Brian asked me to write about the benefits of membership of MirandaNet. At first this seemed straight forward but gradually I realised this was not a simple request. MirandaNet is totally unlike any other online community I know of.
Perhaps some background would be in order. MirandaNet celebrated its tenth birthday last Christmas which means it has been in existence almost as long as the Internet. Members are spread across the world. There are MirandaNet members in South America, the United States, Bulgaria, the Czech Republic among others. MirandaNet has used the Internet as its standard form of communication almost since its inception both with email and conferencing. Members also meet online and in the flesh but this is not what makes MirandaNet so unusual. The key to the organisation is the Fellowship system, where Fellows originate (and) what they do. Fellows are drawn from all sectors of education, from government organisations and most importantly, from industry. As important, MirandaNet is based very firmly in the understanding that there is no such thing as a free lunch. The organisation recognise(s)s that businesses exist to make a profit but that also industrialists are as altruistic as the next person. It also recognises that there seems to be a certain species of educator around with a very big curiosity bump. The former of these two factors goes against the opinion that seemed at one time to be widely held among teachers that computer companies ought to give things to education simply because it was a good and worthy thing to do and anyway computer companies were very rich and could afford to do so. This is not of course necessarily true - companies exist to make profits for their share holders and there is no obvious benefit for a company to give things away. Companies such as Oracle or Microsoft are the exception here, and that it probably because of the singular vision of their leaders.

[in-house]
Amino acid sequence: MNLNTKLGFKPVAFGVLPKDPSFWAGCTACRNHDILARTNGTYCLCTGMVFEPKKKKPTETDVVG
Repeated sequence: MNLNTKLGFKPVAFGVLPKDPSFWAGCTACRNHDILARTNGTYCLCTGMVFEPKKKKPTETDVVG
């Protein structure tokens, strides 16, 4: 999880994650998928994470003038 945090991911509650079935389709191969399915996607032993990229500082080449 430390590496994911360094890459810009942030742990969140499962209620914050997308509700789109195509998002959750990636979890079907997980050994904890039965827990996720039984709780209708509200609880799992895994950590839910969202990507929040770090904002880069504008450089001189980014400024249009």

The fellowship system in MirandaNet however allows these factors to inter-operate to the benefit of all and allows companies to become profitably altruistic. Perhaps some concrete examples would serve to illustrate the kind of thing MirandaNet gets involved in and how this operates.
The original project with which I was involved happened in 1995. MirandaNet and Toshiba got together to see what would happen if you gave teachers laptops. At the time this was a very radical idea indeed. Toshiba provided the laptops, paid the cost of an online training course for the scholars (as we were called) and also paid for some conference time. A lot of people were interested in the findings and it is probably no surprise that NCET as was then sponsored a larger scale project based on the MirandaNet findings. The spin-offs for the scholars were numerous. We had suddenly been plunged into a very different world from the narrow horizons of our individual schools. We found that we actually knew more than some of the experts. We were even asked to write chapters for books. Now anything seemed possible - eight years on and everyone involved in that original project is now a significant figure, to a greater or lesser extent, in the world of ICT. It comes as a pleasurable shock to be told you are regarded as an expert in your given field! For Toshiba the benefits were equally obvious. They gained an edge in a very competitive market, made useful connections and were well placed when the NCET project went ahead. Toshiba are still involved with MirandaNet and a current scholar is using laptops provided by Toshiba in a project with disaffected children. Clearly Toshiba would not have made this commitment unless they felt they were getting value for money while the teacher concerned is being enabled to carry out some exciting action research which will both be of a wider benefit to the profession as well as furthering their own professional development.